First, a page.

A recording from Deputy Stanley's dashboard camera was admitted into evidence. The video begins thirty seconds before Deputy Stanley activated the lights on his patrol car. The video starts with Munoz's truck driving in the far-right lane. The vehicle's left turn signal is on. Though he veers to the left and drives on the center stripe line between the two northbound lanes, Munoz does not change lanes. Next, the truck's right turn signal turns on, and the truck veers right, toward the outside solid white line. Deputy Stanley testified that this line is known as the fog line. While the turn signal remains activated, the truck drives straight through a lighted intersection. Munoz drives on the fog line for several seconds with his blinker on. While the right blinker is still on, Munoz veers left, toward the center stripe line between the two northbound lanes. The blinker turns off as Munoz's driver side tires cross the center stripe line and into the other northbound lane. He straddles the two lanes briefly. Deputy Stanley's patrol lights turn on, the truck slows down and turns into a gas station, and Deputy Stanley completes the traffic stop. During the video of Munoz driving, several cars are driving on the same road in the opposite direction.

The trial court denied Munoz's motion to suppress. Shortly thereafter, Munoz pleaded guilty in exchange for confinement for 10 years, suspended for community supervision for four years. The trial court found him guilty and sentenced him according to the plea agreement. This appeal followed.

Standard of Review

The United States and Texas Constitutions protect against unreasonable searches and seizures. U.S. CONST. amend. IV ; TEX. CONST. art. I, § 9. No evidence obtained in violation of the United States or Texas Constitutions can be admitted as evidence against the accused at trial. TEX. CODE CRIM. PROC. art. 38.23. A warrantless automobile stop is a Fourth Amendment seizure analogous to a temporary detention, and it must be justified by reasonable suspicion. Berkemer v. McCarty , 468 U.S. 420, 439, 104 S.Ct. 3138, 82 L.Ed.2d 317 (1984) ; see Derichsweiler v. State , 348 S.W.3d 906, 914 (Tex. Crim. App. 2011). A police officer is justified in stopping a vehicle if the officer has a reasonable suspicion to believe that a traffic violation has occurred. Lerma v. State , 543 S.W.3d 184, 190 (Tex. Crim. App. 2018).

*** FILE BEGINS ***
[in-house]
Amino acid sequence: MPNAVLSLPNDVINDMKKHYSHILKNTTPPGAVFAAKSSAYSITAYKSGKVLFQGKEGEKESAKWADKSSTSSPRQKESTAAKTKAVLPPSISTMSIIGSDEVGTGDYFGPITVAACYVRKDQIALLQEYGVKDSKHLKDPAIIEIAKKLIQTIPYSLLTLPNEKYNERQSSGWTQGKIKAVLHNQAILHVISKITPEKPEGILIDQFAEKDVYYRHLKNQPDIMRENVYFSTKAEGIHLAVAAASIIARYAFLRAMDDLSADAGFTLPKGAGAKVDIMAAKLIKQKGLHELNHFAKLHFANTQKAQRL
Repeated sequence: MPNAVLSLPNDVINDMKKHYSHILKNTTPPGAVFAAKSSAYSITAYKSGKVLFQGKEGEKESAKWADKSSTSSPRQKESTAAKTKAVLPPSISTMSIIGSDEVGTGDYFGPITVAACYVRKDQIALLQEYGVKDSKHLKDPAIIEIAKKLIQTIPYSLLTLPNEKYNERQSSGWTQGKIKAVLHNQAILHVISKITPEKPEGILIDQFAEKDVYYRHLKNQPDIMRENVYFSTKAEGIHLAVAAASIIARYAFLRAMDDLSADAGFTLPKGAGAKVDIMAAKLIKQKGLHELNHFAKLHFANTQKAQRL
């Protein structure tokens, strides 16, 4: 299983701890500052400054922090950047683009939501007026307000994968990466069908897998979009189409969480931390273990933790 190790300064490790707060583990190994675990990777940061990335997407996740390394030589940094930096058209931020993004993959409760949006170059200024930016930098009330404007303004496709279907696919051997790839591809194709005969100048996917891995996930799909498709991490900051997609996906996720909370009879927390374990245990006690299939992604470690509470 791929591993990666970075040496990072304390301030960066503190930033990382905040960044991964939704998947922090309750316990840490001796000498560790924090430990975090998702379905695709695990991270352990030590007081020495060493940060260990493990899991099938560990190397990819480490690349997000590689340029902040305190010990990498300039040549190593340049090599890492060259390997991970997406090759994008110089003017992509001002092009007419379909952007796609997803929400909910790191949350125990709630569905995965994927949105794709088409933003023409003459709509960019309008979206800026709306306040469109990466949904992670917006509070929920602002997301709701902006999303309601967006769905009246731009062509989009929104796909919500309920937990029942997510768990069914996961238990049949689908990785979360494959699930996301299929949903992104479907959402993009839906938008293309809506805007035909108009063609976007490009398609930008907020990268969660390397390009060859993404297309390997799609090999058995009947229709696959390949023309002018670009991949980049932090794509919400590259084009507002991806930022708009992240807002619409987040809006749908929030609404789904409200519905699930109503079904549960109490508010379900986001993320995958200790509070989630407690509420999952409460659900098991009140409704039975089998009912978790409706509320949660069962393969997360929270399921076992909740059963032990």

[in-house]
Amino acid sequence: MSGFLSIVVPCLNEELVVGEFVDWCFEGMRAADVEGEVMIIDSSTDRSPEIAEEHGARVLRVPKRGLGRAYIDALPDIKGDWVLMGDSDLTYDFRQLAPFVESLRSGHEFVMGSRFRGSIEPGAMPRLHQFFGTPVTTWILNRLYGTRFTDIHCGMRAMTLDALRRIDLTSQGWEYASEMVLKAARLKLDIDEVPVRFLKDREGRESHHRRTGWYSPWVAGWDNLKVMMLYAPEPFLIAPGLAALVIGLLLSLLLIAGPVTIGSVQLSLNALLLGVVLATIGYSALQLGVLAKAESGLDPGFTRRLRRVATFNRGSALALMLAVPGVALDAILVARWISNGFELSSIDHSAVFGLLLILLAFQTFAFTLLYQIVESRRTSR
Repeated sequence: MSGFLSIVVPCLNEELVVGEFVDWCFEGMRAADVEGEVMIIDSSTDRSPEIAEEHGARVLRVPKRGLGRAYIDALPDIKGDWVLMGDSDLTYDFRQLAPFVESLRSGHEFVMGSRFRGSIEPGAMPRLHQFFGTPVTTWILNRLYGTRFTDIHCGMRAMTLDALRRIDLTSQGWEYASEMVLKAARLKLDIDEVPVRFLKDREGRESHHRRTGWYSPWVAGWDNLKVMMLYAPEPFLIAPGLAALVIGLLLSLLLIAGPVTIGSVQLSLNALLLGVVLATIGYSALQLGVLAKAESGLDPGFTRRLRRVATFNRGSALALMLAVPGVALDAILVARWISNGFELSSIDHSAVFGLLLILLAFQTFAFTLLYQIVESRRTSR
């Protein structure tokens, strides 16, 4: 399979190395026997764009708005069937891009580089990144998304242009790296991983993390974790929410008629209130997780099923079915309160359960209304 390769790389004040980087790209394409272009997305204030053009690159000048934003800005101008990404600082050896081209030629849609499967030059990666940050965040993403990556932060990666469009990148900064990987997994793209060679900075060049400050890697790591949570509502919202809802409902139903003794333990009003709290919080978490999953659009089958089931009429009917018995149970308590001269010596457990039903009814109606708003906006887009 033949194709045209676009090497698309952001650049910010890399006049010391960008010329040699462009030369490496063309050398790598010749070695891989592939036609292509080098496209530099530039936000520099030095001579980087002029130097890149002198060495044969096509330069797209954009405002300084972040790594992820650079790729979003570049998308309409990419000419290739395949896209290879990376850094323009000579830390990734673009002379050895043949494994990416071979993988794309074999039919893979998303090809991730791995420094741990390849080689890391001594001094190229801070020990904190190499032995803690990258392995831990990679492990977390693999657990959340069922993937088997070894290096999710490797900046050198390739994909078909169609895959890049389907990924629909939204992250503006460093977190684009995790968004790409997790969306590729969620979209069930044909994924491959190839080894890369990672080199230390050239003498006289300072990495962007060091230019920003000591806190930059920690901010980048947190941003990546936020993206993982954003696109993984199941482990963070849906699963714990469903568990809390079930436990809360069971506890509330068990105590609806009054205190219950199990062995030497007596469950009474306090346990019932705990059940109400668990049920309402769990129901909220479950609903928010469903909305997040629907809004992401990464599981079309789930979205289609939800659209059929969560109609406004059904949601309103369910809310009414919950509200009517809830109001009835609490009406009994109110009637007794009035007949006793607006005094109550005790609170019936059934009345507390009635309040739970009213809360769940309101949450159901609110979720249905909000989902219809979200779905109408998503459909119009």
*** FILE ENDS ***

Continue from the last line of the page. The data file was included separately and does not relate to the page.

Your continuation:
To suppress evidence based on a violation of the Fourth Amendment, the defendant bears the initial burden of proof to rebut the presumption of proper police conduct by establishing that the search or seizure occurred without a warrant. Abney v. State , 394 S.W.3d 542, 547 (Tex. Crim. App. 2013). The burden then shifts to the State to prove that there was a reasonable suspicion that the person was violating the law. Id. If the State has not shown sufficient evidence of reasonable suspicion, then the traffic stop violates the Fourth Amendment. Brodnex v. State , 485 S.W.3d 432, 437 (Tex. Crim. App. 2016).

When reviewing a trial court's ruling on a motion to suppress, we give

649 S.W.3d 817